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Publication numberUS4466906 A
Publication typeGrant
Application numberUS 06/483,631
Publication dateAug 21, 1984
Filing dateApr 7, 1983
Priority dateApr 9, 1982
Fee statusLapsed
Also published asDE91845T1, DE3361376D1, EP0091845A1, EP0091845B1, US4459205
Publication number06483631, 483631, US 4466906 A, US 4466906A, US-A-4466906, US4466906 A, US4466906A
InventorsClaude Marty, Philippe Engelhard
Original AssigneeCompagnie Francaise De Raffinage
Export CitationBiBTeX, EndNote, RefMan
External Links: USPTO, USPTO Assignment, Espacenet
Catalyst for the oxidation of mercaptans to disulfides, process for the preparation thereof, and its use in the sweetening of petroleum distillates
US 4466906 A
Abstract
A catalyst suited for use in the sweetening of petroleum distillates (by oxidizing mercaptans to disulfides) which is formed of a metal complex of a polyaminoalkylpolycarboxylic acid deposited directly on a basic anion exchange resin. The method of making the source by exchanging a metal cation on an acidic resin; forming a complex by the action of a polyaminoalkylpolycarboxylic acid upon said resin; and exchanging the complex so formed on a basic anion exchange resin.
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Claims(12)
I claim:
1. A catalyst for the oxidation of mercaptans to disulfides, which comprises a metal complex of a polyaminoalkylpolycarboxylic acid deposited directly on a basic anion exchange resin.
2. A catalyst according to claim 1, wherein the polyaminoalkylpolycarboxylic acid is ethylenediaminetetraacetic acid or one of its salts.
3. A catalyst according to claim 1, wherein the metal used to form the complex is a metal selected from the group consisting of cobalt, nickel, iron, zinc, copper, vanadium, titanium, chromium and molybdenum.
4. A catalyst according to claim 1, wherein the metal used to form the complex is a metal selected from the group consisting of cobalt, copper, nickel and iron.
5. A catalyst according to claim 1, wherein the basic anion exchange resin contains at least one amine functional group.
6. A catalyst according to claim 1, wherein the basic anion exchange resin contains at least one quaternary ammonium functional group.
7. A catalyst according to claim 2, wherein the metal used to form the complex is a metal selected from the group consisting of cobalt, copper, nickel and iron.
8. A catalyst according to claim 2, wherein the basic anion exchange resin contains at least one amine functional group.
9. A catalyst according to claim 7, wherein the basic anion exchange resin contains at least one amine functional group.
10. A catalyst according to claim 2, wherein the basic anion exchange resin contains at least one quaternary ammonium functional group.
11. A catalyst according to claim 7, wherein the basic anion exchange resin contains at least one quaternary ammonium functional group.
12. A process for the preparation of a catalyst according to claim 1 for use in the oxidation of mercaptans to disulfides, which comprises the following three steps:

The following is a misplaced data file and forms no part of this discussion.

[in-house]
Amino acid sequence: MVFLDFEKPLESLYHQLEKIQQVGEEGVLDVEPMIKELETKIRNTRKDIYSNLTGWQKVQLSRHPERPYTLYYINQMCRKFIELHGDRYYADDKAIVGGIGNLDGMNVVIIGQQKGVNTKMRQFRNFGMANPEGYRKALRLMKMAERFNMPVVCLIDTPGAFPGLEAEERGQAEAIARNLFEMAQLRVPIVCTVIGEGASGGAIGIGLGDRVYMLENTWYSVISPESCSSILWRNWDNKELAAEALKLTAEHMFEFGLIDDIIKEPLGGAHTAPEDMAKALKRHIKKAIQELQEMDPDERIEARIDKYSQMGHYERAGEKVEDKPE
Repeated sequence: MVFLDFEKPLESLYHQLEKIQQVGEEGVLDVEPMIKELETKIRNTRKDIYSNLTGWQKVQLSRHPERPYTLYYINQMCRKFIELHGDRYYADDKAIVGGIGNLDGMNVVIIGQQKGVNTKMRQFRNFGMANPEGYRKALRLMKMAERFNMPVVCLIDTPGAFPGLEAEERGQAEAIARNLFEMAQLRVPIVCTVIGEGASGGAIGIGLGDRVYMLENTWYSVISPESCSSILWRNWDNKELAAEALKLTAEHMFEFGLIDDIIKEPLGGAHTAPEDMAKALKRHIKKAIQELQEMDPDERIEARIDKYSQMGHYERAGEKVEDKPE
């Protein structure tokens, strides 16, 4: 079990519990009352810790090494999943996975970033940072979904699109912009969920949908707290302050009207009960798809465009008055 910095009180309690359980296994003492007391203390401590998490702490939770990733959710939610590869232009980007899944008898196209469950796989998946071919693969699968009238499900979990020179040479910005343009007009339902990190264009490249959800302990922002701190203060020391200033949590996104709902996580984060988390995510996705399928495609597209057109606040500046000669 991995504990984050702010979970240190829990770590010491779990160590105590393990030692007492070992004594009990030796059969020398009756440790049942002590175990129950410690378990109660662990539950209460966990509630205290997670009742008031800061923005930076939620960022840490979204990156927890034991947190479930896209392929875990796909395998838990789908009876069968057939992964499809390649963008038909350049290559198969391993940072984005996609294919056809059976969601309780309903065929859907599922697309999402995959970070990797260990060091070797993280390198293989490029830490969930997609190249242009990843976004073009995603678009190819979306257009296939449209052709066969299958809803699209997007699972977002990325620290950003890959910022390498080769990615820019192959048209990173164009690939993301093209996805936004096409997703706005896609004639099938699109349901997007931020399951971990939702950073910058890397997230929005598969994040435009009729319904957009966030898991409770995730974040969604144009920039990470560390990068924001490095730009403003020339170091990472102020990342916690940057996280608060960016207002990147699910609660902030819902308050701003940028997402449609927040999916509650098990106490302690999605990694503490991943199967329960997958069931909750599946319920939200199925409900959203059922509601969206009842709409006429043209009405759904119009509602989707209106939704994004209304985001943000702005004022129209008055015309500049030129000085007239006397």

exchanging a metal cation on an acidic resin;
forming a complex by the action of a polyaminoalkylpolycarboxylic acid upon said resin; and
exchanging the complex so formed on a basic anion exchange resin.
Description

The present invention relates to a novel catalyst and its use in the sweetening of petroleum fractions by conversion of the mercaptans to disulfides.

As is known, wide use is made industrially of the property exhibited by the chelates of certain metals (copper, cobalt, vanadium and nickel) of catalyzing the conversion of mercaptans to disulfides in the presence of oxygen. This property is being utilized to sweeten natural gasoline, gasolines obtained by distillation or cracking, naphtha, kerosene, aviation gasoline and solvents of any composition by the use of cobalt phthalocyanine, for example, in an aqueous alkaline medium.

Sweetening may also be effected by the use of an oxidation catalyst deposited on a carrier that is insoluble in soda and hydrocarbons. In a process of this type, described in French Pat. No. 1,301,844, the hydrocarbon feedstock is contacted with a fixed bed of cobalt phthalocyanine on activated carbon in the presence of air and an alkaline reagent.

However, this technique is afflicted with numerous drawbacks due, in particular, to the difficulties which impregnation of the carrier with the chelate entails and to the tendency of the chelate to desorb, which necessitates costly carrier reimpregnation operations.

It is known that most catalysts which have been deposited on a fixed bed of activated carbon, or of any other carrier, such as alumina or silica, are not always sufficiently well bonded to the carrier and under certain conditions may therefore be swept out of the reactor with the treated charge.

Those skilled in the art who have concerned themselves with this problem of the fixed bed have therefore sought to bond catalysts more firmly to their carriers and to that end have proposed the use of various resins as carriers.

Thus, U.S. Pat. No. 3,396,123 describes the preparation of a new type of carrier by heating a mixture of thermoplastic resin and activated carbon.

U.S. Pat. No. 4,145,486 describes the use of various types of metal complexes deposited on ion-exchange resins in other reaction areas and, in particular, in homogeneous catalysis.